Even if you think you’re honest person, your integrity will forever be challenged, usually when you least expect it.
I recently learned this lesson after a client tried to overpay me by $20,000 on two separate occasions. The first time they simply wired the money into my account without realizing I was already paid. “Either they sent duplicate payment or liked my work so much they gave me a huge bonus,” I thought to myself. I knew it was the former, but sat on the blunder for a few days before notifying the client.
The reason: The devil on my left shoulder made a convincing argument. “Blake,” he said, “maybe you didn’t invoice them the first time?” Nope, I checked my records. I’ve been paid in full. “Okay,” he went on, “but they’re a billion dollar company. They won’t even notice the misplaced $10,000.”
“I doubt it,” the angel on my right shoulder replied. “Imagine if someone got fired for this. Besides, you didn’t earn this money. It doesn’t matter if you omit or commit theft—stealing is wrong. You’re better than this.” Continue reading…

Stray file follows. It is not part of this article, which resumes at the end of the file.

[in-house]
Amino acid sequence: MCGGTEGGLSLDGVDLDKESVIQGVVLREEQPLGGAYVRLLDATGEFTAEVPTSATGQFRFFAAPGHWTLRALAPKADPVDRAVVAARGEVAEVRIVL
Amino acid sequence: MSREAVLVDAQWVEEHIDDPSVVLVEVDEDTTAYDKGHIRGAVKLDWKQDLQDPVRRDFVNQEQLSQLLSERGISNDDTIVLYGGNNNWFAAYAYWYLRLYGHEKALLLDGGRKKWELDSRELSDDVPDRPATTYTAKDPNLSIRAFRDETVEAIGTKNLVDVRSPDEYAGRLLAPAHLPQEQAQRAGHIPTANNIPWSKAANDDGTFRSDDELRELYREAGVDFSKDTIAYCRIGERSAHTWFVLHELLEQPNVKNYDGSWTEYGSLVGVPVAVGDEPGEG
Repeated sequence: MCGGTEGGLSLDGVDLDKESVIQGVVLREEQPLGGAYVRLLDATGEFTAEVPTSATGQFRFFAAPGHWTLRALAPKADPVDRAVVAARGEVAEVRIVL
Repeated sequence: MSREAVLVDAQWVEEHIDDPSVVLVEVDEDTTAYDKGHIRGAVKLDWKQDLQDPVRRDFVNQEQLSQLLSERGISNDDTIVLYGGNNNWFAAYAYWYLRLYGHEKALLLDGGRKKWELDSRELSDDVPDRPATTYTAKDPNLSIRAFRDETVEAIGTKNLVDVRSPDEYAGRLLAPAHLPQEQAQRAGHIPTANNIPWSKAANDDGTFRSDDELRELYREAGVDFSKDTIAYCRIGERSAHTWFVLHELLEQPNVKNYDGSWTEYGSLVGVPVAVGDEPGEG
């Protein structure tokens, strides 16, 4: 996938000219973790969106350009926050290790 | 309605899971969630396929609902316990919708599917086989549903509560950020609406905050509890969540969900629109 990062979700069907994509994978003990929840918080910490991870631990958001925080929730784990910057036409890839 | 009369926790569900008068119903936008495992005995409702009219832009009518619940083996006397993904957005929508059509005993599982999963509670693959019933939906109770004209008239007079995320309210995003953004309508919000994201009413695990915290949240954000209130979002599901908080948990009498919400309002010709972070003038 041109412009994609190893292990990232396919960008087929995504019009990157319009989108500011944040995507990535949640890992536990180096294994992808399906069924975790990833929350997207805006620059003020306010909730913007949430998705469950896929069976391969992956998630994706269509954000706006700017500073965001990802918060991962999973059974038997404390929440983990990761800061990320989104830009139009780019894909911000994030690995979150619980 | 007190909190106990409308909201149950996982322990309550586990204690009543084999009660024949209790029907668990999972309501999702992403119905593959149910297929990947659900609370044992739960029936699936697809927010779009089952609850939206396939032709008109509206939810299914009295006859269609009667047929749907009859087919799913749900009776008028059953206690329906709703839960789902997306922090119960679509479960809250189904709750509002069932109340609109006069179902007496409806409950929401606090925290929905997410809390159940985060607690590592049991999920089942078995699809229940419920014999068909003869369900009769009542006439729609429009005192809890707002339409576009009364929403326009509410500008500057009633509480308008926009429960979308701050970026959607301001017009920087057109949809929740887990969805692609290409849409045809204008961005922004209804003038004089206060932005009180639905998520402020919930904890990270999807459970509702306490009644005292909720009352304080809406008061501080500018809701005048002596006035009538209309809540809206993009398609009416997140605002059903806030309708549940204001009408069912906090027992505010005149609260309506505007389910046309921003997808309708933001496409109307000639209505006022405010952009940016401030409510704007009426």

According to a recent Gallup poll, a majority of baseball fans (57%) think Roger Clemens lied last month when he told Congress he had never taken performance enhancing drugs. Despite this, 62 percent of fans surveyed believe Clemens should still be in the Hall of Fame.
As a reminder, The Hall of Fame’s motto is “preserving history, honoring excellence, and connecting generations.” Clemens’ induction, if convicted, would preserve history alright, but what about honor and example (read: connecting generations)?
After 10 million votes, the results are in. Designer Mark Ecko will brand Barry Bonds’s record-breaking home run ball with an asterisk and the Hall of Fame will accept it — blemishes and all. Let it serve as a reminder that it takes more than a number to earn the respect of your peers.
“This ball wouldn’t be coming to Cooperstown if Marc hadn’t bought it from the fan who caught it and then let the fans have their say,” Hall of Fame president Dale Petroskey told The Associated Press. “We’re delighted to have the ball. It’s a historic piece of baseball history.”
What a *perfect* exhibit for a museum.
DISCLOSURE: After reading Game of Shadows and numerous reports, I’ve come to the conclusion that a) Barry Bonds is not a cool dude, and b) he knowingly took steroids in an effort to break records despite his being one of the greatest hitters to ever play the game.
The Associated Press reports: “Barry Bonds hit No. 756 to the deepest part of the ballpark Tuesday night, and hammered home the point: Like him or not, legitimate or not, he is baseball’s new home run king.”
Amid a swarm of expected negative press, the above image is how the nation’s largest sports magazine ushered in the news on its home page. It takes more than just a number to break a record it seems…